In a bid to popularise yoga among citizens of Afghanistan, a Muslim yoga teacher from Haridwar has taken the practice to the country in a big way, in a short span of time.
Ghulam Askari Zaidi is quietly making waves in Afghanistan, spreading the ancient Indian science of harmonisation of body, mind and spirit to a rising number of yoga enthusiasts in that country.
In a short span since he based himself in the northern Afghan city of Mazar-e-Sharif, Ghulam Askari Zaidi, in his mid-30s, has helped popularise yoga among numerous young and not-so-young Afghans -- both male and female.
Originally from Lucknow, Zaidi was sent to Afghanistan for a year by the Indian Council of Cultural Relations (ICCR).
Zaidi has been involved with the Yoga Foundation at Mazar-e-Sharif, once the hub of the anti-Taliban Northern Alliance, set up by the Afghanistan Olympic Committee's zonal unit in collaboration with the Indian consulate there.
Zaidi said in a telephonic interview that people in Afghanistan, particularly youths, were most enthusiastic about yoga.
"The reason is they find it beneficial in so many ways. People have been attracted to yoga because of the health benefits they can get from it as well as spiritual well-being," he said.
"Some are also interested in teaching and promoting yoga in other countries," he added. "And with all the conflict and war around them, they find yoga soothing."
Zaidi's yoga classes are held mostly within the premises of the Indian consulate at Mazar-e-Sharif. Some are held in selected school classrooms.
"The classes attract both male and female students of all age groups," he said. "Some students are from women's organisations. Others are sportspersons or the physically challenged. There are a lot of children as well."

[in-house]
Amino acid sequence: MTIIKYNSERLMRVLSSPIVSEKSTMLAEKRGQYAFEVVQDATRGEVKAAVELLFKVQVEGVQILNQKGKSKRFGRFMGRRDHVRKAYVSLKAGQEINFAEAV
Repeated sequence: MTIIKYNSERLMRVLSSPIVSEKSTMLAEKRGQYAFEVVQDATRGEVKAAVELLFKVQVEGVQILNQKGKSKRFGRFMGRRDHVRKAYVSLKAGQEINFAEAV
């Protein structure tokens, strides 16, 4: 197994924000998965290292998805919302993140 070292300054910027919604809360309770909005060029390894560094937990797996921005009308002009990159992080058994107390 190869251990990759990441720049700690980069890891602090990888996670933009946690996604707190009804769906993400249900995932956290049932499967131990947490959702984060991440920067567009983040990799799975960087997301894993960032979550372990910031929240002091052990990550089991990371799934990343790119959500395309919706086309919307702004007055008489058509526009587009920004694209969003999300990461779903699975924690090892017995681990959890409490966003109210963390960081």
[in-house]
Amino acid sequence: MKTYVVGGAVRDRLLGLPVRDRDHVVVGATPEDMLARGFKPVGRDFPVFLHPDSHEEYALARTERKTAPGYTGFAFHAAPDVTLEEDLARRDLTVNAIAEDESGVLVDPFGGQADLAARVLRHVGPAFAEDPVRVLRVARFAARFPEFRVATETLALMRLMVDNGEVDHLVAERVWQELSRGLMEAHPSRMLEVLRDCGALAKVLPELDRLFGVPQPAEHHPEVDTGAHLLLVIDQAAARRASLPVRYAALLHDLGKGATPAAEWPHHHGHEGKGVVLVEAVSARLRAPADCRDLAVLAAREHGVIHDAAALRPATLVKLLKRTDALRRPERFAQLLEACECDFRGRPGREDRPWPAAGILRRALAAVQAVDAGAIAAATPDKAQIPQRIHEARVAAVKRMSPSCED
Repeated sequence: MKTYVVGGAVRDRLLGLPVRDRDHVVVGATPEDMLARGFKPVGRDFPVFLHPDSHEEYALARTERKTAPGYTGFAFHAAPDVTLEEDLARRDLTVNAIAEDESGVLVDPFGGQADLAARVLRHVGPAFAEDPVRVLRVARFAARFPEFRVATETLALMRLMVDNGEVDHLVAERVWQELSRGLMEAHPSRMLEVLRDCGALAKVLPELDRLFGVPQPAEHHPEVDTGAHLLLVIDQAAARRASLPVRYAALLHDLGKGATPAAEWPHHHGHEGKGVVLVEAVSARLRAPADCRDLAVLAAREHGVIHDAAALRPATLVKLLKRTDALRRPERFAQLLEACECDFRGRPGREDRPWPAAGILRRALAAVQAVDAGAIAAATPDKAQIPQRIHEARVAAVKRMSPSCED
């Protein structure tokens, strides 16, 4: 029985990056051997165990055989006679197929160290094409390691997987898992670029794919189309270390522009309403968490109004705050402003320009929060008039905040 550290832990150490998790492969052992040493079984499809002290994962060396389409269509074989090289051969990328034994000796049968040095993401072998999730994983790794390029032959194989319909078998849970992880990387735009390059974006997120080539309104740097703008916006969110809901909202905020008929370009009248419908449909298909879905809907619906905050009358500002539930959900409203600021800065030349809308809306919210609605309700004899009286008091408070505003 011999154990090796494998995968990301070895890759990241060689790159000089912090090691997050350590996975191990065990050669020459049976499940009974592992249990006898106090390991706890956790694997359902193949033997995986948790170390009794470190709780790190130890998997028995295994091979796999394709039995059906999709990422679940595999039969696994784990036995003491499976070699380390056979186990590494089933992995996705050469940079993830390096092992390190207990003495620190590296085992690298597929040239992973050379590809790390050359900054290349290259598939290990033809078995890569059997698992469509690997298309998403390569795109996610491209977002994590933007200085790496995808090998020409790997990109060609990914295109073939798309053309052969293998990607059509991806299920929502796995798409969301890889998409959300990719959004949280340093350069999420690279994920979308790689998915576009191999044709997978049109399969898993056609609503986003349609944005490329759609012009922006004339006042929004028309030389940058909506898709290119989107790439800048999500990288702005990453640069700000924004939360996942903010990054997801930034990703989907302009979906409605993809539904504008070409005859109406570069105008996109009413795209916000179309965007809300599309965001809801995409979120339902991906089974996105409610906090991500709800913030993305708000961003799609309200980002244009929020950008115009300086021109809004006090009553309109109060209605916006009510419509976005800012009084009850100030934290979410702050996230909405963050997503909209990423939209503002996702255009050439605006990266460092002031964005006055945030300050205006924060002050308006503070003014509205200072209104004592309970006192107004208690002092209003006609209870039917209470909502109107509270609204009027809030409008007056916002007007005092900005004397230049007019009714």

A post-graduate in yoga from Dev Sanskriti Vishwa Vidyalaya (DSVV) in Haridwar and an Assistant Professor at its yoga department, Zaidi interacts with the Afghans learning yoga in English, Farsi and Urdu.
While initially, he found some hesitation amongst some Afghans in learning yoga as they felt it was linked to Hinduism, their understanding has radically changed now, he said.
One reason for this, he felt, was the influence of the Indian media in Afghanistan. More and more Afghans realised that although an ancient Indian science, yoga was about mind control and having better health through systematic and regular practice.
Zaidi admitted there were some problems too.
"While the environment in Afghanistan is generally favourable for yoga, there are certain constraints arising mostly from issues related to security," he said.
"These hinder free movement and classes outside the consulate complex have to be held under tight security."
Afghan women in particular, both young and the not-so-young, prefer to learn yoga in classrooms instead of in the open, Zaidi said. "But it is safe to say that yoga has got a firm footing in Afghanistan."
Two more yoga students from the Dev Sanskriti Vishwa Vidyalaya here are likely to be sent on similar deputations by the ICCR, said Pro Vice-Chancellor Chinmay Pandya.
People in Afghanistan, particularly the youth, are most enthusiastic about yoga because of its health and spiritual benefits, Zaidi said.
(with IANS inputs)